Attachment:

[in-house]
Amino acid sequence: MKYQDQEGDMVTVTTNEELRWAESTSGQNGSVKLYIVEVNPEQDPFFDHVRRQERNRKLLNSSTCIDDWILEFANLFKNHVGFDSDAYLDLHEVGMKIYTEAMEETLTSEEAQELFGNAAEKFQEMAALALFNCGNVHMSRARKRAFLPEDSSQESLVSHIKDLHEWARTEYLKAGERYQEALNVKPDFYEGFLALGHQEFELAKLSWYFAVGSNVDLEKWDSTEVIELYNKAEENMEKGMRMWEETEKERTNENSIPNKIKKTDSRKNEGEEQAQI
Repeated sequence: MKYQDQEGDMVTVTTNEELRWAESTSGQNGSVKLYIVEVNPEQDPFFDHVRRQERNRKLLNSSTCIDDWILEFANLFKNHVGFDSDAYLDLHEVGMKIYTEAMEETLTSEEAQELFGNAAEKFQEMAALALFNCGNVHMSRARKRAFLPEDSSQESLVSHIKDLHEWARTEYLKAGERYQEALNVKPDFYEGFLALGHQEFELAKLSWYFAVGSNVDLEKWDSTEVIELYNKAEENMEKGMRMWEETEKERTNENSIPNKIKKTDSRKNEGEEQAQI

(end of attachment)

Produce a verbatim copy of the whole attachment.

[in-house]
Amino acid sequence: MKYQDQEGDMVTVTTNEELRWAESTSGQNGSVKLYIVEVNPEQDPFFDHVRRQERNRKLLNSSTCIDDWILEFANLFKNHVGFDSDAYLDLHEVGMKIYTEAMEETLTSEEAQELFGNAAEKFQEMAALALFNCGNVHMSRARKRAFLPEDSSQESLVSHIKDLHEWARTEYLKAGERYQEALNVKPDFYEGFLALGHQEFELAKLSWYFAVGSNVDLEKWDSTEVIELYNKAEENMEKGMRMWEETEKERTNENSIPNKIKKTDSRKNEGEEQAQI
Repeated sequence: MKYQDQEGDMVTVTTNEELRWAESTSGQNGSVKLYIVEVNPEQDPFFDHVRRQERNRKLLNSSTCIDDWILEFANLFKNHVGFDSDAYLDLHEVGMKIYTEAMEETLTSEEAQELFGNAAEKFQEMAALALFNCGNVHMSRARKRAFLPEDSSQESLVSHIKDLHEWARTEYLKAGERYQEALNVKPDFYEGFLALGHQEFELAKLSWYFAVGSNVDLEKWDSTEVIELYNKAEENMEKGMRMWEETEKERTNENSIPNKIKKTDSRKNEGEEQAQI